Lois: Jane, you have beautifully described the interaction between the author and the reader from your perspective as a reader. Would you tell us a little bit about the author/reader relationship from the author perspective? When you are writing a book do you have a certain type of reader or age group or audience in mind?

Jane: I would be disingenuous in saying that I am unaware of audience when I write. Clearly when I write the HOW DO DINOSAURS . . books I know they are for the picture book child. Or if I write THE DEVIL'S ARITHMETIC I am certain it is not for the pre-school set.
But honestly, I am writing for the child inside me, the one hungry for story.

Carolee: Jane your answers have been fascinating and thought-provoking! We wish that we could ask you another dozen, but for now, let’s wrap up with a lightning round of short Q & A. I’ll start off. What is your favorite place to write?

Jane: Laptop on. . .um. . .lap. Anywhere.

Kim: What is your favorite food while writing?

Jane: Tea.

Carolee: What are your favorite books read last year:

Jane: Can I have 3? THE UNDERNEATH by Kathi Appelt. THE HUNGER GAMES by Suzanne Collins. THE GRAVEYARD BOOK by Neil Gaiman.

Lois: Do you outline or wing it?

Jane: No outlines. I call it FLYING INTO THE MIST.

Kim: In closing, would you please list your upcoming Fall/Winter 2009-2010 Titles?



THE SCARECROW'S DANCE (Simon & Schuster)
newly reillustrated THE SEEING STICK (Running Press)
ON THE SLANT (Richard Owens)

Carolee: Thank you so much for joining us here at Spellbinders. It’s been a great honor to have you as our featured author. We hope you will visit us again.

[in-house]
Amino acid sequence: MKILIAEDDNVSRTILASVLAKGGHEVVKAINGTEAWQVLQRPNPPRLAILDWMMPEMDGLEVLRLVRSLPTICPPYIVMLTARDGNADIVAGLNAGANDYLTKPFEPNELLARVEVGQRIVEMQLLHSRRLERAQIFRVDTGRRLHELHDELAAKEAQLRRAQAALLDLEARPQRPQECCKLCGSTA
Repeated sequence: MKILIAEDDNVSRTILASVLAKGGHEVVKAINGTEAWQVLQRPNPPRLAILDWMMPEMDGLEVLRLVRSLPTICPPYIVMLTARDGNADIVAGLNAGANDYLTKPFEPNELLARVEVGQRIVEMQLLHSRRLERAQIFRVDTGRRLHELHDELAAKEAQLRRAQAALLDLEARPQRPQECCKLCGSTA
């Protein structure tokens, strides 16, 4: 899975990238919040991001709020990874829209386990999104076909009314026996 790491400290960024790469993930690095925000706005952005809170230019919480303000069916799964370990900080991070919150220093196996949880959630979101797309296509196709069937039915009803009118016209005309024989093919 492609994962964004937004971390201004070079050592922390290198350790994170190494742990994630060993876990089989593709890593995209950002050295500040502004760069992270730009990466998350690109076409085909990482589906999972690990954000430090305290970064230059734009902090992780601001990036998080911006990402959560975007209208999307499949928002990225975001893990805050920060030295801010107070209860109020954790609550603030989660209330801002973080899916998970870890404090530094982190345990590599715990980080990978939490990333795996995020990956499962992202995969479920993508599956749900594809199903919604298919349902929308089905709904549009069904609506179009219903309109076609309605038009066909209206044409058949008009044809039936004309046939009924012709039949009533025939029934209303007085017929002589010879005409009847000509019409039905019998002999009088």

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L. RubyWho's Right/Whose Right?
Lois Ruby

Over the coming months we'll look at how to survive book challenges without losing your sanity or your job. The not-so-secret remedy is a clear written policy, both for selecting books and for resolving challenges. But even with a fool-proof policy, you could still tear your hair out before the issue settles. And here's why ...

Everybody has rights, right? And yours come to a crashing halt where mine begin, especially when we're selecting and promoting books, videos, magazines, and Websites. Each may seem perfectly innocent to you, while raising the eyebrow of your principal, library director, or a cautious parent.


Constitutional Privilege - The First Amendment guarantees the right to freedom of speech. While there are obvious limitations (treasonous statements, threats against the President, etc.), basically the government can't interfere with what the writer writes or the artist draws, even if we think it's trash.

First Amendment

Academic Freedom - Teachers and librarians have the right to teach and recommend the best materials. These are, of course, subjective decisions, and that's where the trouble flares. I think Pete Hautman's Godless is a brilliant YA novel, but you might think it's sacrilegious.

Community Standards - Neighborhoods differ politically, racially, and economically. What if the school or library board tends to be more conservative or more liberal than the community? Sparks fly when the rights are in conflict. But wait. Some books, such as The Adventures of Huckleberry Finn, have been roundly challenged from both ends of the political spectrum, though for different reasons. Huckleberry Finn

School/Library Standards - Schools and libraries have the right to set standards for selection and withdrawal of materials. Sit in on a board meeting during a book challenge, and you'll wonder how civilized people can be so snarky in their disagreement!